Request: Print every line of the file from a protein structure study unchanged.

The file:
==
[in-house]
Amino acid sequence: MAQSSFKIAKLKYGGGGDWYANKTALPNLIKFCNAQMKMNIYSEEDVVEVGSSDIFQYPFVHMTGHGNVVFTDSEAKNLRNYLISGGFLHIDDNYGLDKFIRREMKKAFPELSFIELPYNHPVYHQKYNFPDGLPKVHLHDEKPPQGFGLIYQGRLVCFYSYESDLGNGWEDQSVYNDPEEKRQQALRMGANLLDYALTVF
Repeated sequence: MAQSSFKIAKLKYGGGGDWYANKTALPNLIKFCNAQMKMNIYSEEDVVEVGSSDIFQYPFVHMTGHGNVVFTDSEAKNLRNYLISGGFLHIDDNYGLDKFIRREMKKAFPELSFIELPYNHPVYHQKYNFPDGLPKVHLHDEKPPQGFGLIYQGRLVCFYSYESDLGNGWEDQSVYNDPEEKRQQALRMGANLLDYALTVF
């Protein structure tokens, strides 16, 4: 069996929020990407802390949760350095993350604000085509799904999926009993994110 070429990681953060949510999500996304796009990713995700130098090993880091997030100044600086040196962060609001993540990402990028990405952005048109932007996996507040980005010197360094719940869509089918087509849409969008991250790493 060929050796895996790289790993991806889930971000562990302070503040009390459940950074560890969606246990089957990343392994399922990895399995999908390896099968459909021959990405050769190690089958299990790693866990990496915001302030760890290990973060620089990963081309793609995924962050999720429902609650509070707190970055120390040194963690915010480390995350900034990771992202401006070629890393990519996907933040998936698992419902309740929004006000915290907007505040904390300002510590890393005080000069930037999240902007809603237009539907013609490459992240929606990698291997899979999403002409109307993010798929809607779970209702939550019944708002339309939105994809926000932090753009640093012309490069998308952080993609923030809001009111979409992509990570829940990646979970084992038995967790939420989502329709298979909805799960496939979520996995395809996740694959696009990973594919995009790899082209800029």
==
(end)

[in-house]
Amino acid sequence: MAQSSFKIAKLKYGGGGDWYANKTALPNLIKFCNAQMKMNIYSEEDVVEVGSSDIFQYPFVHMTGHGNVVFTDSEAKNLRNYLISGGFLHIDDNYGLDKFIRREMKKAFPELSFIELPYNHPVYHQKYNFPDGLPKVHLHDEKPPQGFGLIYQGRLVCFYSYESDLGNGWEDQSVYNDPEEKRQQALRMGANLLDYALTVF
Repeated sequence: MAQSSFKIAKLKYGGGGDWYANKTALPNLIKFCNAQMKMNIYSEEDVVEVGSSDIFQYPFVHMTGHGNVVFTDSEAKNLRNYLISGGFLHIDDNYGLDKFIRREMKKAFPELSFIELPYNHPVYHQKYNFPDGLPKVHLHDEKPPQGFGLIYQGRLVCFYSYESDLGNGWEDQSVYNDPEEKRQQALRMGANLLDYALTVF
């Protein structure tokens, strides 16, 4: 069996929020990407802390949760350095993350604000085509799904999926009993994110 070429990681953060949510999500996304796009990713995700130098090993880091997030100044600086040196962060609001993540990402990028990405952005048109932007996996507040980005010197360094719940869509089918087509849409969008991250790493 060929050796895996790289790993991806889930971000562990302070503040009390459940950074560890969606246990089957990343392994399922990895399995999908390896099968459909021959990405050769190690089958299990790693866990990496915001302030760890290990973060620089990963081309793609995924962050999720429902609650509070707190970055120390040194963690915010480390995350900034990771992202401006070629890393990519996907933040998936698992419902309740929004006000915290907007505040904390300002510590890393005080000069930037999240902007809603237009539907013609490459992240929606990698291997899979999403002409109307993010798929809607779970209702939550019944708002339309939105994809926000932090753009640093012309490069998308952080993609923030809001009111979409992509990570829940990646979970084992038995967790939420989502329709298979909805799960496939979520996995395809996740694959696009990973594919995009790899082209800029």